Born in 1969, Isabelle Hayeur grew up in a small town on Québec’s North Shore. This outlying area was undergoing rapid development at the time. The resulting transformation led Hayeur to feel as if she had lost her bearings, an experience that often accompanies life in the suburbs. This experience was to prove decisive for her work as an artist, as she became increasingly interested in exploring feelings of alienation, uprootedness and disenchantment. She would eventually be diagnosed as having Asperger Syndrome, which made it easier for her to understand her attraction to non-places, no man’s land and marginality.

Isabelle is known for her photographs and her experimental videos. She has also realized public art commissions, several site-specific installations and photography books. Her work is situated within a critical approach to the environment, urban development and to social conditions. Since the late 1990s, she has been probing the territories she goes through to understand how our contemporary civilizations take over and fashion their environments. She is concerned about the evolution of places and communities in the neoliberal sociopolitical context we currently live in. Her artistic approach examines the relations between nature and culture in a world where their (false) opposition is a dominant ideology that still structures our Western societies. When the utility principle comes to prevail over all other values and the economy becomes sovereign, everything gets viewed as a “resource” to strip or a site to occupy. Her artworks seek to show how we take possession of territories and beings so as to adapt them to our needs; this instrumental logic tends to invade all fields of human activity today.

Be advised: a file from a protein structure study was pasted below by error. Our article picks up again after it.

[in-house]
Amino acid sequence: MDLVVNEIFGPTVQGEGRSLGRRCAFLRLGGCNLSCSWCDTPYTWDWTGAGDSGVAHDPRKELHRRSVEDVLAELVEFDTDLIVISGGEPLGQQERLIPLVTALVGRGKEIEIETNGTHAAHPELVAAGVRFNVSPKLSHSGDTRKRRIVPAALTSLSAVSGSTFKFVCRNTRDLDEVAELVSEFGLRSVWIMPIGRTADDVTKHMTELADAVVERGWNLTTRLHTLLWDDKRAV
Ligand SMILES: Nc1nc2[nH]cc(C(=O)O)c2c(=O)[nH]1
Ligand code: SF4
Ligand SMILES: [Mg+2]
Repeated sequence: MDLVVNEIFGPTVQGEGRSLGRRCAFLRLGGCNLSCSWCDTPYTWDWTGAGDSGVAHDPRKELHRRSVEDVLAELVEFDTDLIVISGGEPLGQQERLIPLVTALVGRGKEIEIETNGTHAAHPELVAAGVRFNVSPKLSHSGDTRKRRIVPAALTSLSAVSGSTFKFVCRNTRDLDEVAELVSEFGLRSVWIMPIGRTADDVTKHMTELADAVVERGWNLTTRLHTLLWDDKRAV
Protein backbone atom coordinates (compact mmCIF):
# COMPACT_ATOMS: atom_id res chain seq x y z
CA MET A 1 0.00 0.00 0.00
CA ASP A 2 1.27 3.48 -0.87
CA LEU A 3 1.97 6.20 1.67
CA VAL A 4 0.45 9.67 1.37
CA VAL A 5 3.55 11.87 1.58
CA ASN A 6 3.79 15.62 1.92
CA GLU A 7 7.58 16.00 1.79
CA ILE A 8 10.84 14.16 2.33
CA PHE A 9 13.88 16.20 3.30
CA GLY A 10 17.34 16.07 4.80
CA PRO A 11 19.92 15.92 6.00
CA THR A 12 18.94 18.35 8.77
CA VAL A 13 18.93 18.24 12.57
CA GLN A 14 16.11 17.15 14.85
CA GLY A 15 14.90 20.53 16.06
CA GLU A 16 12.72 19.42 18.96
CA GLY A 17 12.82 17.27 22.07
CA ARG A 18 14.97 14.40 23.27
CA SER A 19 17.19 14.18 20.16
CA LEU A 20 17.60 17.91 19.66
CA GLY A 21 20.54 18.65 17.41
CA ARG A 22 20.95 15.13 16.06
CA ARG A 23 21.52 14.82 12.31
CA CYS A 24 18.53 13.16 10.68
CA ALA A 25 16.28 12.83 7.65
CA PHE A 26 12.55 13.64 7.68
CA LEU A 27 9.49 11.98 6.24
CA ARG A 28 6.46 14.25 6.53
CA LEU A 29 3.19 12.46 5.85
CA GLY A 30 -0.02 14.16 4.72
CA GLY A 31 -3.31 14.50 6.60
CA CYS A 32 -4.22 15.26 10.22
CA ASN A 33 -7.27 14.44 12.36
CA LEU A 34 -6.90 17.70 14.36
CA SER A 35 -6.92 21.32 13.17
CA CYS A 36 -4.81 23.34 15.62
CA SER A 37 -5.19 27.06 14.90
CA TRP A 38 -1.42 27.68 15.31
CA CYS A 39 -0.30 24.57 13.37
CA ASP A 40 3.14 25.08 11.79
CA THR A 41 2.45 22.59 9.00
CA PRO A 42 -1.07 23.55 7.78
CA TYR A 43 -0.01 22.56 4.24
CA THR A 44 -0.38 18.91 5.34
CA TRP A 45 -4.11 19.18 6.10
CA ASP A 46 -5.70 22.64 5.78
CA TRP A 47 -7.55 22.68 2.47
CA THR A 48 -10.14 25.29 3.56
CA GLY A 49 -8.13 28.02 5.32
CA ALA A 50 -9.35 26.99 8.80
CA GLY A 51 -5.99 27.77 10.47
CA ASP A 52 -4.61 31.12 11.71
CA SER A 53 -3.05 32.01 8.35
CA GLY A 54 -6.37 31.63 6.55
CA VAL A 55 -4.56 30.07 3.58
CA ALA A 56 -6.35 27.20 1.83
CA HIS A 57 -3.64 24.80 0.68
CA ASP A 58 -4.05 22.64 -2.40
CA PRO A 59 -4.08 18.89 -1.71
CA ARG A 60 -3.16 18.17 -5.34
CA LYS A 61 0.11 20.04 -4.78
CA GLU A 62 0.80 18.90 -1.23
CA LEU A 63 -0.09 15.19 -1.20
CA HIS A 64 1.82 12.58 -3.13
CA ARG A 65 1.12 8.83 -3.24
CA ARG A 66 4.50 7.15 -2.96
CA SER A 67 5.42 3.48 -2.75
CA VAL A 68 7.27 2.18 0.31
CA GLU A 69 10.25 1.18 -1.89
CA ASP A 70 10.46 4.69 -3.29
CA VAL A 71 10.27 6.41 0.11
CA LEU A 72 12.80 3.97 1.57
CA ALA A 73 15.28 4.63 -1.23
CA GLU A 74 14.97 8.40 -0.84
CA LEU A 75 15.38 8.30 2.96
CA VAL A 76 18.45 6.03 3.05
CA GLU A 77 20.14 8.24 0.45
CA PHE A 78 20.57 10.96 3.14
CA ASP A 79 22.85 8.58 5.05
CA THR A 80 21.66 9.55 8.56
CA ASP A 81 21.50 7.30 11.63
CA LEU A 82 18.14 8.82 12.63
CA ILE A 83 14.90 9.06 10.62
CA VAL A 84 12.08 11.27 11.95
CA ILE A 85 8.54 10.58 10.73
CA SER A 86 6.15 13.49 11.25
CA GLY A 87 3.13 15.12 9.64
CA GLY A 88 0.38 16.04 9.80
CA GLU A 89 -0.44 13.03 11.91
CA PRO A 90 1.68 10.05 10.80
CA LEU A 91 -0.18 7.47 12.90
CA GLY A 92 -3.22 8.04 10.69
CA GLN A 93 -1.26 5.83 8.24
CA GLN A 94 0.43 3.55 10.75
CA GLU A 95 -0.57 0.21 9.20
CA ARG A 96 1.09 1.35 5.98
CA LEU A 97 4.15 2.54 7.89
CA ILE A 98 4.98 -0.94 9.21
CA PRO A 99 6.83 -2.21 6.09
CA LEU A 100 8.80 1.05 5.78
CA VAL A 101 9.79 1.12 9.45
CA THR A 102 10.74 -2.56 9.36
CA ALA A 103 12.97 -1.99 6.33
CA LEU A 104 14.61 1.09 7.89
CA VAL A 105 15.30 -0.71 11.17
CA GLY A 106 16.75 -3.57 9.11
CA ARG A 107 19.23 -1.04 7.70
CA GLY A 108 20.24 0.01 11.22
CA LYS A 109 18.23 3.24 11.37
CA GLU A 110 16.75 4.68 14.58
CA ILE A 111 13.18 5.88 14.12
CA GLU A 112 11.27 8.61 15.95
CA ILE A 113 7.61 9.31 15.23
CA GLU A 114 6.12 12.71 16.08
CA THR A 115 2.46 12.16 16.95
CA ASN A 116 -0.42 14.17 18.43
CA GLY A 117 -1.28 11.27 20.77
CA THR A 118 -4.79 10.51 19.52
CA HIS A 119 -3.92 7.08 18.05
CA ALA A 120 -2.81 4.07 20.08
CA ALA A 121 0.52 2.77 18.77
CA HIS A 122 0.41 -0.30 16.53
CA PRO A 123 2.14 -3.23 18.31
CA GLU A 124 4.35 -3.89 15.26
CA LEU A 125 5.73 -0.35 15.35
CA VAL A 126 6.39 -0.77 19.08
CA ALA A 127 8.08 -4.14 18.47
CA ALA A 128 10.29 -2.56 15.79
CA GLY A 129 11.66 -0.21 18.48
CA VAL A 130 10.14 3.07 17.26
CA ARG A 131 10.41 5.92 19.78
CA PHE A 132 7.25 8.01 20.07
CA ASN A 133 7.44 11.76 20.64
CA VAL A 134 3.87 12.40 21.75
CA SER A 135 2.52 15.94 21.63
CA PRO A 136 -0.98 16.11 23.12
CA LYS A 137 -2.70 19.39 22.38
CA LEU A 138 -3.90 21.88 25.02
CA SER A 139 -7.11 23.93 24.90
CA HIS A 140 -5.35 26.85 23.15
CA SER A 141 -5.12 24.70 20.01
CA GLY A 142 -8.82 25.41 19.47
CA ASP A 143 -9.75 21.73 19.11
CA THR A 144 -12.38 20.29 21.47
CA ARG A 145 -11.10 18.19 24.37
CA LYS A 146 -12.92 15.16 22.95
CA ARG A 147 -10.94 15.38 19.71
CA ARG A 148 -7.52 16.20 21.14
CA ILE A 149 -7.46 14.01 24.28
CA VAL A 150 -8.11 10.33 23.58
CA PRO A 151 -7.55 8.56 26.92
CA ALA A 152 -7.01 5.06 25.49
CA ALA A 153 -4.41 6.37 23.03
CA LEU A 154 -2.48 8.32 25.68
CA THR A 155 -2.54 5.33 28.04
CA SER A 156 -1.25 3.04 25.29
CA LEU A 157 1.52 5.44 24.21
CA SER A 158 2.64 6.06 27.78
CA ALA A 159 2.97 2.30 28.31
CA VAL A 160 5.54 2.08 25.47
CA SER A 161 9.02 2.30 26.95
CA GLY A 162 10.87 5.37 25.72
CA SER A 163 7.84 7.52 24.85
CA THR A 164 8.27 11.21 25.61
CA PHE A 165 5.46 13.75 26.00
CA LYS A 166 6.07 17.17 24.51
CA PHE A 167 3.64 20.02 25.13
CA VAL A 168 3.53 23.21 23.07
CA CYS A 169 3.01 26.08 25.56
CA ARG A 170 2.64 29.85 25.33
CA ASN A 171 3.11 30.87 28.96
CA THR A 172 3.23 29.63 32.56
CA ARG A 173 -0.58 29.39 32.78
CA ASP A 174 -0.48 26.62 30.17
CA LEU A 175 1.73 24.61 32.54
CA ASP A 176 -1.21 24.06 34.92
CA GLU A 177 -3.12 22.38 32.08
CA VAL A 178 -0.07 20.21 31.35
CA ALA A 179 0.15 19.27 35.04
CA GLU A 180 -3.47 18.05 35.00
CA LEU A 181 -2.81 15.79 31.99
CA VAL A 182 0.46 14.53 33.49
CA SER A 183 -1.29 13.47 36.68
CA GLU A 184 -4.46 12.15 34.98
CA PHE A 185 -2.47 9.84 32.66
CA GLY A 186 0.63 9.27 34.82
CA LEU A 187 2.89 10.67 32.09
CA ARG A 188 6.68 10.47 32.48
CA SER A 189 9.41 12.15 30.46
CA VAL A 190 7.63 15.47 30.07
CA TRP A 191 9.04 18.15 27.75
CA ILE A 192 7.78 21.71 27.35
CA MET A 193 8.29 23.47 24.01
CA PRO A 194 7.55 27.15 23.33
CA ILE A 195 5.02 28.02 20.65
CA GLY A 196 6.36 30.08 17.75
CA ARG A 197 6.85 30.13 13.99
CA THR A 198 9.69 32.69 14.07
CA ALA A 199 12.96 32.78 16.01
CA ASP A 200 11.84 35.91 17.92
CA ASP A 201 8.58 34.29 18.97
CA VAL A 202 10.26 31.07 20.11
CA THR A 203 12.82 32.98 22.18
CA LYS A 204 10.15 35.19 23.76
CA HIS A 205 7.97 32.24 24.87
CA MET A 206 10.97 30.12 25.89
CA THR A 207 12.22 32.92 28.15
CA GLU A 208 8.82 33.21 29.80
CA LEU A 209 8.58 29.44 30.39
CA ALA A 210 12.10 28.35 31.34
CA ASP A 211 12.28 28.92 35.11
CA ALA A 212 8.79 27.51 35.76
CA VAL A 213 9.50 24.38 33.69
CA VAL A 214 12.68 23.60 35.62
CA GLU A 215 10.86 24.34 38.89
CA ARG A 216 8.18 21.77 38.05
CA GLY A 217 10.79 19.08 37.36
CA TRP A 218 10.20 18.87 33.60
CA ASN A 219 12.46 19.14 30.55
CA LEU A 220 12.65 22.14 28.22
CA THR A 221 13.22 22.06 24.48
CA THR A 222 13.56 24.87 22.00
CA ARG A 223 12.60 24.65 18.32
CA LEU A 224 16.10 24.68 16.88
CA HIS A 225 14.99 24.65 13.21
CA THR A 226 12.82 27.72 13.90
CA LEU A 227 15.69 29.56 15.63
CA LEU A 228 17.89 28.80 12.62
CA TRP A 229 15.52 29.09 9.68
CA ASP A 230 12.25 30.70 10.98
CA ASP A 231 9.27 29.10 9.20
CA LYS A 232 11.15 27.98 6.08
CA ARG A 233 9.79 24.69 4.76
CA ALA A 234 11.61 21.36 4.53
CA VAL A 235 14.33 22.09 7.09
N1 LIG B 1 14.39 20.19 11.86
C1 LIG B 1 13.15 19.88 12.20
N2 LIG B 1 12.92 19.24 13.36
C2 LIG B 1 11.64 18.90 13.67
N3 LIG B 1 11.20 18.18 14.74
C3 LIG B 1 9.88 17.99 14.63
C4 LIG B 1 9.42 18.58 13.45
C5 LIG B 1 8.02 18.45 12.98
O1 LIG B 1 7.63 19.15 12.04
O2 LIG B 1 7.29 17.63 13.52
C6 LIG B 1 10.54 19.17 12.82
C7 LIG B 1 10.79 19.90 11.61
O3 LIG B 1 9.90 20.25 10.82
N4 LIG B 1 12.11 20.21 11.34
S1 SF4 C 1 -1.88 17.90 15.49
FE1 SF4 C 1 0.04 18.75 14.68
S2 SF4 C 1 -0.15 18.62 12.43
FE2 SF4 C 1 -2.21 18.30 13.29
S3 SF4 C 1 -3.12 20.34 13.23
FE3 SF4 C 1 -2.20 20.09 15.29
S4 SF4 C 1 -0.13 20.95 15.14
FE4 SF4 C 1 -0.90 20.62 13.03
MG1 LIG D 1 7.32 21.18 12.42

The artist believes it’s important to take a stand, to show, to educate and to denounce, but also to be enchanted, touched and enraptured by the beauty that surrounds us. Her art practice proves to be both political and poetic, with a constant striving to blur the lines in order to highlight the ambivalence of our relation to the world. At once seductive and disquieting, her images awaken in us an ambiguous feeling that reflects our discomfort and reveals the flaws of a dehumanized system. Over the years, the artist has become increasingly interested in citizen resistance and dissent. She invites us to reflect on the social control in our society, how it has become more inflexible and how public authorities have imposed measures that impinge on our freedoms.

Her works have been shown at the National Gallery of Canada, Massachusetts Museum of Contemporary Arts, Neuer Berliner Kunstverein in Berlin, Musée d’art contemporain de Montréal, Canadian Cultural Centre in Paris, Tampa Museum of Art, Bruce Silverstein Gallery in New York, Casino Luxembourg Forum d’art contemporain, Today Art Museum in Beijing and Les Rencontres internationales de la photographie à Arles. She has also actively participated in international artists’ residencies, notably at the Rauschenberg Residency, Sitka Center for Arts and Ecology, The Studios of Key West, the International Studio & Curatorial Program ISCP, A Studio in the Woods / Tulane University, Bemis Center for Contemporary Arts, Wall House #2 Groninger Museum, amongst others. She was awarded The Artist of the Year Award in Lanaudière by Le Conseil des arts et lettres du Québec (2022), The Hnatyshyn Foundation mid-career award (2021), The Duke and Duchess of York Prize in Photography (2019) and was a finalist for the Scotiabank Photography Award in 2015.